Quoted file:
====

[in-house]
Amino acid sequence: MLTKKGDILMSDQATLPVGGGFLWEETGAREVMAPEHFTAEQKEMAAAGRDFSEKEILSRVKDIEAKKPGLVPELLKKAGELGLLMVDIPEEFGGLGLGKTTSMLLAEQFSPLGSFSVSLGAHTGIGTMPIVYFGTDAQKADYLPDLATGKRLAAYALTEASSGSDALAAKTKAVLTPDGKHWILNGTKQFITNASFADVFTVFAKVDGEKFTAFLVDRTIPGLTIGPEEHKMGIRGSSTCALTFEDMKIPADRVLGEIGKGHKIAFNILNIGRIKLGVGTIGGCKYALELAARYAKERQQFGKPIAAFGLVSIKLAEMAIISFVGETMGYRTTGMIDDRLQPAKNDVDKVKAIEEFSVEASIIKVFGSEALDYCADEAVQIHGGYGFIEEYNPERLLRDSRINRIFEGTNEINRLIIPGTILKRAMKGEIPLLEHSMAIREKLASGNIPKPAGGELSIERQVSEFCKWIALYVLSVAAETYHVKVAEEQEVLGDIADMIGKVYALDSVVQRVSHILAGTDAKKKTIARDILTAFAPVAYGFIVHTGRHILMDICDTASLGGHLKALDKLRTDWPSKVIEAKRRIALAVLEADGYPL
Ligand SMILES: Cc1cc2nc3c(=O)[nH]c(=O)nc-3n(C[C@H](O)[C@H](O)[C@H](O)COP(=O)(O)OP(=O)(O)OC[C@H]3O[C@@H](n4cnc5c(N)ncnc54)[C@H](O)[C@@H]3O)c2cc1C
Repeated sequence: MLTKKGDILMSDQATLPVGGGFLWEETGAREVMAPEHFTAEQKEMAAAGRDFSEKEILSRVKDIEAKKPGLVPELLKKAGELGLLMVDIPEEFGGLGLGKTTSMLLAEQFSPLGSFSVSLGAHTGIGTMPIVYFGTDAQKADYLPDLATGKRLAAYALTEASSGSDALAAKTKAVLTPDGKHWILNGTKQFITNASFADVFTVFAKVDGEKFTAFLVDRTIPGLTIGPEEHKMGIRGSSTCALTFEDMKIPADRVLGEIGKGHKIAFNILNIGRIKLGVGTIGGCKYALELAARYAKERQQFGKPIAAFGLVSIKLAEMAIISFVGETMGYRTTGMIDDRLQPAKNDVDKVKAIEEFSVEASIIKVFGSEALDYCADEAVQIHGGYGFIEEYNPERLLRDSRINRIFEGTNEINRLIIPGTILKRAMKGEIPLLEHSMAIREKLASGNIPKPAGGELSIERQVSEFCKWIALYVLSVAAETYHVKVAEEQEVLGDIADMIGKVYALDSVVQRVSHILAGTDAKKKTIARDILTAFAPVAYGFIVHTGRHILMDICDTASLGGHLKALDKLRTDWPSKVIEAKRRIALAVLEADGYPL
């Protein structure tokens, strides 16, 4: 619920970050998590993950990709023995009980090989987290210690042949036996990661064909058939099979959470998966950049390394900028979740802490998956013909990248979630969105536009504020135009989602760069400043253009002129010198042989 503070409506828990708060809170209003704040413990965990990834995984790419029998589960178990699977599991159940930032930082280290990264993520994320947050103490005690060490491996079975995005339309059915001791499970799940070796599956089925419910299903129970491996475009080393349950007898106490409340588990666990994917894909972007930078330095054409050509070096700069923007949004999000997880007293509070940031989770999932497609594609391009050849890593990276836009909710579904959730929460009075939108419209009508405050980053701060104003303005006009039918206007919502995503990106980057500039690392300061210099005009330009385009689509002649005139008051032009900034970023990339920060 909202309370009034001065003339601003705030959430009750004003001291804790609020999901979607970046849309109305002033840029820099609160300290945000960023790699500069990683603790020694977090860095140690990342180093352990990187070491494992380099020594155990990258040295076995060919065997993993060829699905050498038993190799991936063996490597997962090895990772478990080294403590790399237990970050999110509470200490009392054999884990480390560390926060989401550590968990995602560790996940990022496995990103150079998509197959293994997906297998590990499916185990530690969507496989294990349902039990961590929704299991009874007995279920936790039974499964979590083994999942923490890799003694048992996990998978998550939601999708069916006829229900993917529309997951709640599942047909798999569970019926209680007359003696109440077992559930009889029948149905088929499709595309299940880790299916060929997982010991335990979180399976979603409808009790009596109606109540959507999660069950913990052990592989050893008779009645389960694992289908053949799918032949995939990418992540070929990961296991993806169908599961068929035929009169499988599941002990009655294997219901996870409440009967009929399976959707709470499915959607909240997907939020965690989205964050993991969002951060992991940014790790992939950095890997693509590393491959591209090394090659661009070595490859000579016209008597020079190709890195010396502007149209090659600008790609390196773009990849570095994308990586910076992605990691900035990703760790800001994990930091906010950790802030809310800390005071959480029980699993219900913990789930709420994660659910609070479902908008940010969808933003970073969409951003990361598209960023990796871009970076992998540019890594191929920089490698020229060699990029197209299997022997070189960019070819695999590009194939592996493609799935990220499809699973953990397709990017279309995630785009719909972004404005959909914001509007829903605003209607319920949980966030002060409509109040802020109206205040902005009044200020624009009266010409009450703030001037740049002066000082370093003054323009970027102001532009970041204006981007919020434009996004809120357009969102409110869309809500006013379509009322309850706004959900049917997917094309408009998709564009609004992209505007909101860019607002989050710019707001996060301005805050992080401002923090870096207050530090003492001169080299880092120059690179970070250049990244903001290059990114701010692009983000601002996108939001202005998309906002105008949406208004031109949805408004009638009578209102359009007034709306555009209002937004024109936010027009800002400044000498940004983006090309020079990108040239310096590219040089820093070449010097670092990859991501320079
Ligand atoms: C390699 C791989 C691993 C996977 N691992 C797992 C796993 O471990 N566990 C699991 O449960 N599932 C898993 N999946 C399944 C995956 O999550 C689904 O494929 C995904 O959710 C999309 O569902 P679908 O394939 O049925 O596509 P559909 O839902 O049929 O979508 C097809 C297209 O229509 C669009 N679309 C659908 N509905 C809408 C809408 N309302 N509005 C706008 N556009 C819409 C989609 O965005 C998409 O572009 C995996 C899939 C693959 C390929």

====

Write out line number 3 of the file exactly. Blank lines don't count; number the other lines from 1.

Ligand SMILES: Cc1cc2nc3c(=O)[nH]c(=O)nc-3n(C[C@H](O)[C@H](O)[C@H](O)COP(=O)(O)OP(=O)(O)OC[C@H]3O[C@@H](n4cnc5c(N)ncnc54)[C@H](O)[C@@H]3O)c2cc1C